Four years later I hit my prime: 13 years old, I was a Gene McCarthy volunteer (who, by the way, just announced he’s in favor of Clinton’s impeachment), splitting with my parents who were solidly behind Nixon, and wore a McCarthy button to school every day. However, as far as my growing collection, I ignored party affiliations and collected scads of buttons: Nixon/Agnew, RFK (before he was knocked off in Los Angeles), Humphrey/Muskie and assorted souvenirs from lesser races. The score of the year, however, came when my parents went down to Baltimore to visit one of my brothers at Johns Hopkins. My mother spent an hour or two in a George Wallace headquarters — Maryland, after all, was Wallace country — and came back with a rich bag of material: buttons, stickers, pens and pencils, pencil sharpeners, nail files — the whole shebang.

By this point my collection exceeded 1000 buttons, and my entire extended family would all contribute when they came across an item they thought I’d like. My Uncle Joe and Aunt Winnie gave me Dewey and Eisenhower buttons, Uncle Pete and Aunt Peggy sent along Beame and Lindsay knickknacks and my oldest brothers, off at college, would send home what they gathered.

I remember one Saturday morning when my mother thought my obsession had gotten out of control: I told her that I was going to spend one hour every weekend working on the collection. "Great," she said sarcastically, "I thought maybe you’d say you’d be practicing lacrosse or baseball, something to get you out of the house!"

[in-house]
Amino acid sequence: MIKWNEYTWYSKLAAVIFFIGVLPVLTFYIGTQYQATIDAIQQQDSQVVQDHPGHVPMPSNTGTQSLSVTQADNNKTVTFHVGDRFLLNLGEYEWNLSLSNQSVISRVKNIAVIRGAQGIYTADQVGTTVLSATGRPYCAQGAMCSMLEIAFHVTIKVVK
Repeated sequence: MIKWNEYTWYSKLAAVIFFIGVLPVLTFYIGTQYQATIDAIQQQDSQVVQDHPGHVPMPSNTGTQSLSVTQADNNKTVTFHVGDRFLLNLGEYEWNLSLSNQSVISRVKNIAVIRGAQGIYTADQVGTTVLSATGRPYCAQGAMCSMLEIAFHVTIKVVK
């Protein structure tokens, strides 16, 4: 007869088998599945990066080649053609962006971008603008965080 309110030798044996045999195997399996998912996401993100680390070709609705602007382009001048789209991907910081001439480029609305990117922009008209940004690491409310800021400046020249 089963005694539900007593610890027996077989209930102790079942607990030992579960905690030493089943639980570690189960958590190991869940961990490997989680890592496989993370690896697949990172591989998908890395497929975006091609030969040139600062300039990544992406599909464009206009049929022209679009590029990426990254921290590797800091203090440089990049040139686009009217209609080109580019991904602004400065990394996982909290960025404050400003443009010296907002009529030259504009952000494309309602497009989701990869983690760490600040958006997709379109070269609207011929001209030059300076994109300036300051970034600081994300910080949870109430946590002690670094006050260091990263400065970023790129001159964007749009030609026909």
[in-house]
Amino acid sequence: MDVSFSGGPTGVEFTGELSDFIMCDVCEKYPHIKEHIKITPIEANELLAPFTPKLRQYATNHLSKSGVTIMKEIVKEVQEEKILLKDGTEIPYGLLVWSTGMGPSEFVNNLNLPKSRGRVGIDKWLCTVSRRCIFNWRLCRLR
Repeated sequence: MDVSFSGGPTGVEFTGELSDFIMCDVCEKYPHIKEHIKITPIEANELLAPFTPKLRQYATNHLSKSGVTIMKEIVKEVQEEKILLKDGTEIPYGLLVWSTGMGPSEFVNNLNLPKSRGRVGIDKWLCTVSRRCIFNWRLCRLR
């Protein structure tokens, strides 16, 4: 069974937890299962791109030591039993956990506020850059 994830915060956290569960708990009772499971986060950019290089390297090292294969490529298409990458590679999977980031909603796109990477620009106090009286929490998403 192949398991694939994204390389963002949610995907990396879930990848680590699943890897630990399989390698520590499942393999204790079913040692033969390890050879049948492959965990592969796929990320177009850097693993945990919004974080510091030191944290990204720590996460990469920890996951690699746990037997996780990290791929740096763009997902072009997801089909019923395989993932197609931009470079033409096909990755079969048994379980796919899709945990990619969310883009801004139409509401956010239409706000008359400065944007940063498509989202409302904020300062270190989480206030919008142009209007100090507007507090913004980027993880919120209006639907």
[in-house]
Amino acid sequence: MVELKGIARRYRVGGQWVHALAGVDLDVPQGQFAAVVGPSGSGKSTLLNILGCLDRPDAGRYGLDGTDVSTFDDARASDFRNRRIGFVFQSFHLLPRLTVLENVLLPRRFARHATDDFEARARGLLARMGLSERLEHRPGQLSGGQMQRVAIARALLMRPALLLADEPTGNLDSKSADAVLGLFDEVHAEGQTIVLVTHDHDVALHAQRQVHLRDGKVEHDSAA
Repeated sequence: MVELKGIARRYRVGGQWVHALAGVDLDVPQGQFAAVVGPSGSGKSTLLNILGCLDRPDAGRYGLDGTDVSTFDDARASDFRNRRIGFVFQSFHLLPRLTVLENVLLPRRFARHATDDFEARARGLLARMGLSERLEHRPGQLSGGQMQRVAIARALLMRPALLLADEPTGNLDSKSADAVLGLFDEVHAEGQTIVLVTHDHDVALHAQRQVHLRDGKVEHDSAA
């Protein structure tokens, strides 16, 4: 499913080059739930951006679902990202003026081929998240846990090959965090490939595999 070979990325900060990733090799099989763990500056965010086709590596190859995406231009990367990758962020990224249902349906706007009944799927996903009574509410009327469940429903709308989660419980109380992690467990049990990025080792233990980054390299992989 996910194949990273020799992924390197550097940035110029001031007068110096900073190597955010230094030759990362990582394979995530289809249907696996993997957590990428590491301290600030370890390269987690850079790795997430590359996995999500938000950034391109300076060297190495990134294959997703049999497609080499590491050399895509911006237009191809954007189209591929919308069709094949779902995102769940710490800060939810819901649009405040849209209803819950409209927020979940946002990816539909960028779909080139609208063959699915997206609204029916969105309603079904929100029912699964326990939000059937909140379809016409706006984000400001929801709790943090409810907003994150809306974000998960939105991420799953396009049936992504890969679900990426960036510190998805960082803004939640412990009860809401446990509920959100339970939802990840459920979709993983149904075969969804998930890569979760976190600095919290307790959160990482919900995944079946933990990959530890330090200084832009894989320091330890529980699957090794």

Nonetheless, the following year, my parents went on a Southern road trip and when they returned they told me about the lunch they had with Lester Maddox, the notorious segregationist governor of Georgia. Apparently they were sightseeing and ran into Maddox’s wife; my mom had the gift of gab and one thing led to another and soon they were at the governor’s mansion, where Maddox signed a copy of an album of speeches he made, as well as every scrap of political paraphernalia he could find. It made my summer, even though I was a hippie who had just started smoking pot and tie-dying my BVD undershirts.

By the time the ’72 campaign rolled around I was older and less interested, although I’d pick up the occasional McGovern or Nixon button. Also, it was at this time that small-time politicking had given way to mass television buys and you just couldn’t find the material anymore. In Huntington, for example, the McGovern headquarters had a minor presence, located next to a head shop, and attracted very few voters.

I still have the collection, although most of it’s stored in our basement. I found the buttons pictured on this page in my kid MUGGER III’s top drawer — I have no idea how they got there — and I guess if I wanted to sell the whole lot I could make a bundle. But just like my eight boxes of baseball cards that span from 1948 to 1967, undoubtedly 50 or more in mint condition that would fetch maybe $100, it’s more important to pass on the booty to my sons, who, I hope, will show them off to their own children in the middle of the next century, when presumably I’m on my last legs or have already joined my parents in the Great Beyond.

JWR contributor "Mugger" is the editor-in-chief and publisher of New York Press. Send your comments to him by clicking here.


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©1998, Russ Smith